Any order placed from 05/06 will be shipped on 17/06

Pierre-Emmanuel Decareaux

Published 29 / 12 / 2020

Fascinated by pure lines and sober curves, Pierre-Emmanuel mixes traditional and modern techniques. His pieces are at the crossroads of object and sculpture, the intelligence of which in wood itself directs each of their forms. One of his goals? Give a second life to the fall of wood, enhance the existing. Inspiring exchange.


What is your background?  


I did not know until late what really appealed to me. I first did a Bac Pro and a BEP Métallerie Chaudronnerie. I really liked the approach to the material and the manual work, but it didn't quite meet my expectations. I also worked as a production line pilot, but the tasks were far too standardized and repetitive. The wood was like a kind of intuition. I started to take an interest in forests, in people like Francis Hallé. I learned about the material, the wood industry, and I wanted to make things happen on my scale. The wood lathe was a revelation for me.


How do you choose the types of wood you work with? 


I don't necessarily choose them, they are the ones who choose me. The wood that is sold in sawmills is mainly used for carpentry because it is quite "perfect". As a turner, I love wood that grew the way he wanted. In principle, this creates nice surprises. I collect a lot of wood through the Bon Coin, thanks to people who want to get rid of felled trees. I also approached the services of the city of Reims responsible for felling and pruning to be able to recover in particular cypress or red beech. It also allows me to work on essences that I may never have had the opportunity to shoot.


Is there one that you prefer to work?


I really like walnut, for its texture, its color, its smell. It is a wood which remains dense while being very fine in the rendering. I manage to have a rendering that I like a lot. But obviously each wood is different and offers its own qualities. I would also like to try my hand at fruit trees, whose wood is quite deconstructed and could inspire me for future pieces.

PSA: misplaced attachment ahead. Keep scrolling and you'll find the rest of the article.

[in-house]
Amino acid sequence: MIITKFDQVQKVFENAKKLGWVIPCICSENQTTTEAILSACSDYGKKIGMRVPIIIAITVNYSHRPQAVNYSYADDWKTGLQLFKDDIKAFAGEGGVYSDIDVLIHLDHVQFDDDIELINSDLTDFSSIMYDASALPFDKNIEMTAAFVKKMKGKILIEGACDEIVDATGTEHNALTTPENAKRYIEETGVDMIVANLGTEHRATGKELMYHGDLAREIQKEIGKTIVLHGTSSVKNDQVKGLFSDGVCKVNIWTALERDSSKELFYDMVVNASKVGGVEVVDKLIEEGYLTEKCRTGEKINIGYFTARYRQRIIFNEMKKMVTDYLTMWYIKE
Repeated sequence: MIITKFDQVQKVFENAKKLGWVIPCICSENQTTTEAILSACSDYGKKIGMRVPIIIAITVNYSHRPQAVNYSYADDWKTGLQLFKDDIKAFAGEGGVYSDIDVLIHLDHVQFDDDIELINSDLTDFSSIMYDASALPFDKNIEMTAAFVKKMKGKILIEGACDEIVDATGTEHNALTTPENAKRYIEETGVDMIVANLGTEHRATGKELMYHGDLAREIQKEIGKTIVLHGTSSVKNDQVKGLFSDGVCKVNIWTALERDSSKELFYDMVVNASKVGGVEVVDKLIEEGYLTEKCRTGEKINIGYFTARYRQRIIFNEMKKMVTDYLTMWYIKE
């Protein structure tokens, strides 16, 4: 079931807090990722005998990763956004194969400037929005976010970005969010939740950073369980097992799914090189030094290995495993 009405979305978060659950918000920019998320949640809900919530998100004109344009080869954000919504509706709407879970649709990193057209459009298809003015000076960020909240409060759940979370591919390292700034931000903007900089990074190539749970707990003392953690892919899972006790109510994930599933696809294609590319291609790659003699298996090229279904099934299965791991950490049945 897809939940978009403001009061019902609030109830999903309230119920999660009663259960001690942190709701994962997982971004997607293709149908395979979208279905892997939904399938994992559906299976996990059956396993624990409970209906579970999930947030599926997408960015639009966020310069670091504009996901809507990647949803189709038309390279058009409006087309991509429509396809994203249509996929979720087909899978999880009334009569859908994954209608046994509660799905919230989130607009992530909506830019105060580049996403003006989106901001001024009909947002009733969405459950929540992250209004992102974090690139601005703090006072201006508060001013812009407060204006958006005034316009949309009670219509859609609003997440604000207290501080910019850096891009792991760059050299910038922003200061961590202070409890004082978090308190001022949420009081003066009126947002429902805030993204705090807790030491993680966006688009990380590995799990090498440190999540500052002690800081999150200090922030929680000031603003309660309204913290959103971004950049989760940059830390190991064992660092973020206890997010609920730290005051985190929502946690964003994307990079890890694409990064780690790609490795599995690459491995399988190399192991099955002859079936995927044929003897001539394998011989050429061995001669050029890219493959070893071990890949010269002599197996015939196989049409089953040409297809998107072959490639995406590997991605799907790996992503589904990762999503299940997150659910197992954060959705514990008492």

What is your creative process? 


I hardly ever draw, except for sculpture. I start by putting my piece in the round and I start to create once I have taken into consideration the roughness of the wood, certain knots, oxidations, which I want to keep. I have been shooting for 1 year, and I have already seen my practice evolve. Completely self-taught, I started to get interested, watching videos - I highly recommend those of Marc Dubuc on YouTube - and to learn more about tools: how to handle the different tools, sharpening angles, etc.


You were once talking about the smell of a piece of cherry wood that marked you. Wood awakens most of our senses, here smell. Is this something that marks you over and over again? 


Totally. I love the smell of wood, it is part of a whole, it awakens all the senses. Discovering the smell of wood that I have never turned is an incredible sensation. In addition to discovering its grain, its resistance, you discover something that will mark you for many years.


How do you characterize your pieces?


From the start, I wanted to create vases because they are pieces that evoke finesse for me. I am constantly on the lookout for subtle and perfect curves. For example, I can start on a piece that is 100mm in diameter and ends around 50mm. This search for perfection, I apply it throughout my practice. I am also strongly inspired and influenced by Japanese craftsmanship, which echoes the times. I like living pieces, those which bear witness to time, which are patinated. I like to let my pieces age, wear them out, and watch them evolve.


What is your vision of French craftsmanship? And how do you see it evolving? 


I think crafts are of interest to people who are already sensitive to crafts. It is obvious that there is a new revival for the craft industry, in particular thanks to the craze around ceramics. In my opinion, while respecting the craftsmen of the older generation, today we have to live with a society that has evolved. We are in a society that tends to become more responsible, where we are looking for as much transparency as possible. Through my finishes, I also try to work as much as possible with walnut oil, linseed oil or beeswax, to get away from chemicals as much as possible.


Can you tell us about the pieces presented for the OROS market


Of course ! Concerning the oak vase, we are completely in search of curves, I wanted to create the illusion of the material, as if someone had come to press on it. I also wanted to keep the stains of oxidation that I found during the shooting. For the small walnut vase, I focused on this knot, which I absolutely wanted to keep, so I didn't have a particular shape in mind. The plate was fashioned from oak taken from an old framework in the Epernay region. The black spots that appear on the oak are due to the nails and large screws present in the wood for decades. Under the effect of the ambient humidity and the tannins of the oak, the small parts rusted and diffused metallic particles to the wood, giving the part this patina effect.


What’s your plans for the future ?  


Keep turning the wood over and over again. I would like to design slightly more substantial pieces, and why not try my hand at sculpture in raw wood, creating furniture for example. But also to try new finishes and shapes.


Find a selection of her pieces on our Online Store, Creators tab.